Photography #1 : What I wish I knew earlier about photography basics

Photography is easy! right? Just take a smartphone or camera and get going. Hit the road, just be attentive and with a keen eye, you can capture great moments. Yes, I firmly believe that the equipment is secondary. Think of the photographers from twenty to fifty years in the past. Photography and photojournalism existed then also. Even if they did not have all the latest and glamorized gadgets they still did their jobs well.

I think it is arrogance and ego of people speaking when they judge a picture not for what it represents but through the medium it was captured on. A photograph is a medium to express, not to show off your gears, always remember that. Latest equipment does not necessarily mean more creativity and vice versa. However, time has changed and it is true that with even latest smartphones you have certain limitations. If you are really interested in photography, I would advise you to plan to get a DSLR in the long term. A DSLR in manual mode provides you with a lot more freedom and flexibility. It allows you to express your creativity way better than any smartphone.

A DSLR in manual mode provides you with a lot more freedom and flexibility. It allows you to express your creativity way better than any smartphone but it is also very intimidating. Perhaps this is why a lot of people just leave their DSLR in auto mode (I am guilty of doing this too in the beginning) and it is kind of sad. So let us break down the three main components that will allow you to take a picture with any DSLR namely ISO, Shutter speed, and Aperture.

 

ISO

Every DSLR has an image sensor. The ISO is used to regulate the sensitivity of your camera to light. Less light will probably mean a higher ISO number and similarly, a bright environment will likely need a lower ISO number. higher ISO will make any picture grainier while lower ISO will make it smoother.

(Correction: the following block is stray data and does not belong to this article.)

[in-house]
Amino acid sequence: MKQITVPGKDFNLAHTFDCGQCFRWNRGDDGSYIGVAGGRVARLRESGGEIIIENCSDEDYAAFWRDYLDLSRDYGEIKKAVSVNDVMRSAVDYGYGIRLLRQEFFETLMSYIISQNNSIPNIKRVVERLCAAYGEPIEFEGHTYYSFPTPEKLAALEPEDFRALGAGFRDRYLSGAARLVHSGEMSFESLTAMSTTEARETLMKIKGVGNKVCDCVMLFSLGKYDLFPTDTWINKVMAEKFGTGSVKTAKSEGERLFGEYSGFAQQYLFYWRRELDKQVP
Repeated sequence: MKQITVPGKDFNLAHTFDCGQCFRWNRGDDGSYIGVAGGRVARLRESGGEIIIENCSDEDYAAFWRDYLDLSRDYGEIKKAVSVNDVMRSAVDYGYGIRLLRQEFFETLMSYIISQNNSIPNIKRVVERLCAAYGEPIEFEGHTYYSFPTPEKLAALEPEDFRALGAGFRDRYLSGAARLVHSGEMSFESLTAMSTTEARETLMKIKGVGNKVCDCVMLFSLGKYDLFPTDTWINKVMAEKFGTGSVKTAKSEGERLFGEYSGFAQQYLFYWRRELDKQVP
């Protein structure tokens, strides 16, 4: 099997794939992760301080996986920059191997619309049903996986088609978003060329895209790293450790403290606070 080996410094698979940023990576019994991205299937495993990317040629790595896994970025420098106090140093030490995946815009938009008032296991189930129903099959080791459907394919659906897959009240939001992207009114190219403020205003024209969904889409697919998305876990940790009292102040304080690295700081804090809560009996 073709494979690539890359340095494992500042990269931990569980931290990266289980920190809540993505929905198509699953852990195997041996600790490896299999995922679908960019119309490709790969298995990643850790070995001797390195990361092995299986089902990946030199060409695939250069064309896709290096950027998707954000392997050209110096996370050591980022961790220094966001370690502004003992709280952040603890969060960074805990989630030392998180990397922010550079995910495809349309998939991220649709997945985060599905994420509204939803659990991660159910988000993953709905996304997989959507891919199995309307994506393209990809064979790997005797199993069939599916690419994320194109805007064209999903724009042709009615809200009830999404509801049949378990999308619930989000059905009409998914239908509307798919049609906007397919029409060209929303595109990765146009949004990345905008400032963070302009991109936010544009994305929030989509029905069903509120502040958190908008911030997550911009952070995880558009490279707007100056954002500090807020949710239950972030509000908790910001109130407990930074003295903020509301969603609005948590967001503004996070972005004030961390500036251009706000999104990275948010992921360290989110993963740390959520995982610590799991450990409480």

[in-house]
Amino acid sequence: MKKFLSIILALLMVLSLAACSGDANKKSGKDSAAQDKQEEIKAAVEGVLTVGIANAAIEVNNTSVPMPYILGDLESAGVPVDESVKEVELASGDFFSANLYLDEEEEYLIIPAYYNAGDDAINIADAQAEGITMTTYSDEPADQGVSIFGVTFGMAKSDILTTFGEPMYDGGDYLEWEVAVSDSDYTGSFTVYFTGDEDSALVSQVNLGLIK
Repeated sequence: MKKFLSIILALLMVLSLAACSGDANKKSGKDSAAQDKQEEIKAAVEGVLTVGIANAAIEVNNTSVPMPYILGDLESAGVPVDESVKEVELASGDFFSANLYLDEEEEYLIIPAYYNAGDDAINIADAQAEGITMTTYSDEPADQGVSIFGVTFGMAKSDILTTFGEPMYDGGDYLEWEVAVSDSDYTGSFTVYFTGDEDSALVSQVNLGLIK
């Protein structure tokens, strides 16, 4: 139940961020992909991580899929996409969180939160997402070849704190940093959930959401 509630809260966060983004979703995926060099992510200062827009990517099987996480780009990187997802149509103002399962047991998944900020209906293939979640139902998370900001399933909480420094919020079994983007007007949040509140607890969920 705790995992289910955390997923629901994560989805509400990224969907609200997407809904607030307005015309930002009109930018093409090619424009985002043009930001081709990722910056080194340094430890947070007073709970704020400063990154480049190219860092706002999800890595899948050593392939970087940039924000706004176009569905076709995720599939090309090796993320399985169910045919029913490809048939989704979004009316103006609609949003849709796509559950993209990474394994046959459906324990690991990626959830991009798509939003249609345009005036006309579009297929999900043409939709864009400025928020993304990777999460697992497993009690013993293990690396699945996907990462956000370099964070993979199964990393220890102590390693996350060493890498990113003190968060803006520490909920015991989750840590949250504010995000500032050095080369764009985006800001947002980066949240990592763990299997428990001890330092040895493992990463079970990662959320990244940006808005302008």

*Higher ISO will make any picture grainier while lower ISO will make it smoother.

 

Shutter speed

Your camera is a mechanical device. I would have liked to go into the physics of it but for readability’s sake let us not. So the shutter opens and closes to let light in. One of the advantages of a DSLR is that you have control over that shutter so you can decide to let more or less light in. You can let the shutter open for seconds or for even as quick as 1/2000 of a second making it ideal for capturing a fast moving object.

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*Longer shutter speed is more appropriate when both subject and camera is static.

 

Aperture

Aperture is helpful when trying to decide what you want to put in focus. Is it the subject only or the background as well? If you have ever wondered how in some movies or photographs you get that faded (bokeh) background then aperture is part of that answer. The higher the f number, the clearer the background and vice versa.

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Is that it? that simple? well yes. For a start, this is all it takes, finding the right balance between these three. It is like an equation. Even if you do not own a DSLR, you can play around and train yourself with this interactive map. You will be able to visualize the result immediately and understand better how those three mentioned functions work together.

Recently a few greats things occurred, I will focus on just 2 of them (for now)…
1. I received an email from Unsplash
Of course, I always get emails from them, but this one is special. I am now a privileged photographer on the platform a.k.a there is no restriction on a number of pictures I can upload. I will admit, along with being flattering, it is super helpful. Especially for personal projects. Anyone who photographs and record videos can surely relate to the struggle we face with storage.
2. I was surprised by the support of the online community. The stats on my Unsplash profile is literally going bonkers!

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If you are reading this, I want you to know that I am very grateful and thank you from my heart. It feels good when one’s work is appreciated.

 

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